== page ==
Duesenberg Model J Dual Cowl Phaeton
The Duesenberg Model J’s introduction on December 1, 1928 at the New York Auto Salon was front-page news. The combination of the Duesenberg reputation with the Model J’s grand concept and execution made it the star of the show and the year. Duesenberg ordered enough components to build 500 Model Js while development continued for six months after the Model J’s introduction to ensure its close approximation of perfection. The first customer delivery came in May 1929, barely five months before Black Tuesday. Unfortunately, the Model J Duesenberg lacked financing and support from E.L. Cord and Auburn Corporation, which were both struggling to stay afloat in the decimated middle market.
The effect of the Duesenberg J on America cannot be minimized. Even in the misery of the Depression, this paragon of power illustrated the continued existence of wealth and the upper class. Duesenberg’s advertising became a benchmark, featuring the wealthy and privileged in opulent surroundings with only a single line of copy: “He drives a Duesenberg.” The outside exhaust pipes inspired generations of auto designers and remain, 60 years later, a symbol of power and performance. “She’s a real Duesy,” still means a slick, quick, smooth and desirable possession of the highest quality.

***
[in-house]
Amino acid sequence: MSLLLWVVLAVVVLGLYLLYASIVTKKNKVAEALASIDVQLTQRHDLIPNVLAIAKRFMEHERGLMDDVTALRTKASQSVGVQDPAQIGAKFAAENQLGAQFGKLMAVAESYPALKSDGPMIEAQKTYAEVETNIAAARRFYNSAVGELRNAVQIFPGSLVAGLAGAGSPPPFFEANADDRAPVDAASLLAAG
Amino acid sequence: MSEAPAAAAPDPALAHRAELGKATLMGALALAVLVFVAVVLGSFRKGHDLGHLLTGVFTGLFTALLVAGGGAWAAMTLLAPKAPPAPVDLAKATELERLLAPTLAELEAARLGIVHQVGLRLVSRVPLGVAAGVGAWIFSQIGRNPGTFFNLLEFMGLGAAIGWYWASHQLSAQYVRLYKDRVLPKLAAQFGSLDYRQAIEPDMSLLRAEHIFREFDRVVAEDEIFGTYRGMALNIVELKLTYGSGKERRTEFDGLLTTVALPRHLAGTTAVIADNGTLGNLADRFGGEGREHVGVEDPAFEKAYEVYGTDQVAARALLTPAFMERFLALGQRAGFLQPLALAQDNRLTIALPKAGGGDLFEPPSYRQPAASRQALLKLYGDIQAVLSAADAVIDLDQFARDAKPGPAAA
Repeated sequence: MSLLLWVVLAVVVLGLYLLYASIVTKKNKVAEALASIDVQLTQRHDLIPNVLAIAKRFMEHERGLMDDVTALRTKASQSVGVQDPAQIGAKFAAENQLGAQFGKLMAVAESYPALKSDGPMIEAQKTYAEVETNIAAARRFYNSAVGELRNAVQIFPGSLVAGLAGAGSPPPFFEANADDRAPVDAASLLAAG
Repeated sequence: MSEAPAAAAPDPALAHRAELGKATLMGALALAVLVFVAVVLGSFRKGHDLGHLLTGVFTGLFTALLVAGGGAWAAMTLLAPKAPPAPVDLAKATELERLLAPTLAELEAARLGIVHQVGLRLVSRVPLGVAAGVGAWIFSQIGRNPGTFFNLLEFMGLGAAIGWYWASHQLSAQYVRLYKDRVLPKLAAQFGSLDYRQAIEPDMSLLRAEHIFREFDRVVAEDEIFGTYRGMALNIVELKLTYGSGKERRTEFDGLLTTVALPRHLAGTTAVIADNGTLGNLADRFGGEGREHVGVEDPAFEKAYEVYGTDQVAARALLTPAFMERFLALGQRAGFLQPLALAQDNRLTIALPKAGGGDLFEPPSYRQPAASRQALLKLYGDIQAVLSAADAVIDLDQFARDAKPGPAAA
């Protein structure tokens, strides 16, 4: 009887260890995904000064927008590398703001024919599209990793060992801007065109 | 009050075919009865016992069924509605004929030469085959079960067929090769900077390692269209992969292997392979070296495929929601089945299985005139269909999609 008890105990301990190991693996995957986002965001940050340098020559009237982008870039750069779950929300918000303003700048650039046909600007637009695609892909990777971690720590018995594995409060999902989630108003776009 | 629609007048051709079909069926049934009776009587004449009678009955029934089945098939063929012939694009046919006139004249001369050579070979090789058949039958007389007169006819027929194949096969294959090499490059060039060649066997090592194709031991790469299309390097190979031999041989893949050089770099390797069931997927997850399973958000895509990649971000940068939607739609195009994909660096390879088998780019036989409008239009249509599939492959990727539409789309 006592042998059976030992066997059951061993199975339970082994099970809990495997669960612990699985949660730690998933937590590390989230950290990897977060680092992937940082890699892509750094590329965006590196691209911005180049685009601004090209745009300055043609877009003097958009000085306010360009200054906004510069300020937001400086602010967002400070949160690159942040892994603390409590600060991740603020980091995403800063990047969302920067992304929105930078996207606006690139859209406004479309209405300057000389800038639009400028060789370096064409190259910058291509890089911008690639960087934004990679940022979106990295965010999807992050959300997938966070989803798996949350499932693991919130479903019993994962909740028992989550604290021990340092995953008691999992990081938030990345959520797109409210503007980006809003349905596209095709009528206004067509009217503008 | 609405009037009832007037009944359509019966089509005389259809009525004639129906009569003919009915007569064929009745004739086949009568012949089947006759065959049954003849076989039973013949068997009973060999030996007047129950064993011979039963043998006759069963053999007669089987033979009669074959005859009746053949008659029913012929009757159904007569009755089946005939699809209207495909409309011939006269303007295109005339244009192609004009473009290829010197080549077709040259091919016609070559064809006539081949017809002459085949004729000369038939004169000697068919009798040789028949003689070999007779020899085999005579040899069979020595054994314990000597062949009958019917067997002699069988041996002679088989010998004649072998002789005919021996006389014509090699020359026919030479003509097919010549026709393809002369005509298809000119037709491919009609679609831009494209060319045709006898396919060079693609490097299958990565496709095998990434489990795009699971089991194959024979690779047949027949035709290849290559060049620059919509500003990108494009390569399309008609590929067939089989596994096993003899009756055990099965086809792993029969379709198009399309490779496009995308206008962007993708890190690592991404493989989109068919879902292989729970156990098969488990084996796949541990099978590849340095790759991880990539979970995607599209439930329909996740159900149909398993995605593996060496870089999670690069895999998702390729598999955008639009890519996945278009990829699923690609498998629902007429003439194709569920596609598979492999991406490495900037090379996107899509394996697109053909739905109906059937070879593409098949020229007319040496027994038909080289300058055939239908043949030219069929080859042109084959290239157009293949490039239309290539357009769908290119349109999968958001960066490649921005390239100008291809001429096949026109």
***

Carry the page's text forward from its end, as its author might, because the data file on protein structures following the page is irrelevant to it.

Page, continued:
Duesenbergs were expensive cars, and only men or women of means could afford them. At a time when a perfectly good new family sedan could be purchased for $500 or so, a coachbuilt Duesenberg often cost $20,000 or more. If a full-size sedan sells for $25,000 today, that is the equivalent of more than $1 million dollars now. Such extravagance was born of an era of unbridled capitalism – a time when a man with vision and ability could make, and keep, a fortune of staggering size.
The new Duesenberg was tailor-made for the custom body industry. It had the power and stance to carry imposing coachwork, and the style and grace of the factory sheet metal was ideally suited for the execution of elegant custom coachwork.
This car was auctioned off by RM Auctions in January of 2011 at the Arizona Biltmore Resort & Spa, Phoenix, Arizona.
265 bhp, 420 cu. in. four valves per cylinder twin overhead camshaft inline eight-cylinder engine, three-speed transmission, front beam axle, live rear axle, four-wheel semi-elliptical leaf spring suspension and vacuum-assisted four-wheel hydraulic brakes. Wheelbase: 142.5".
Source: RM Auctions
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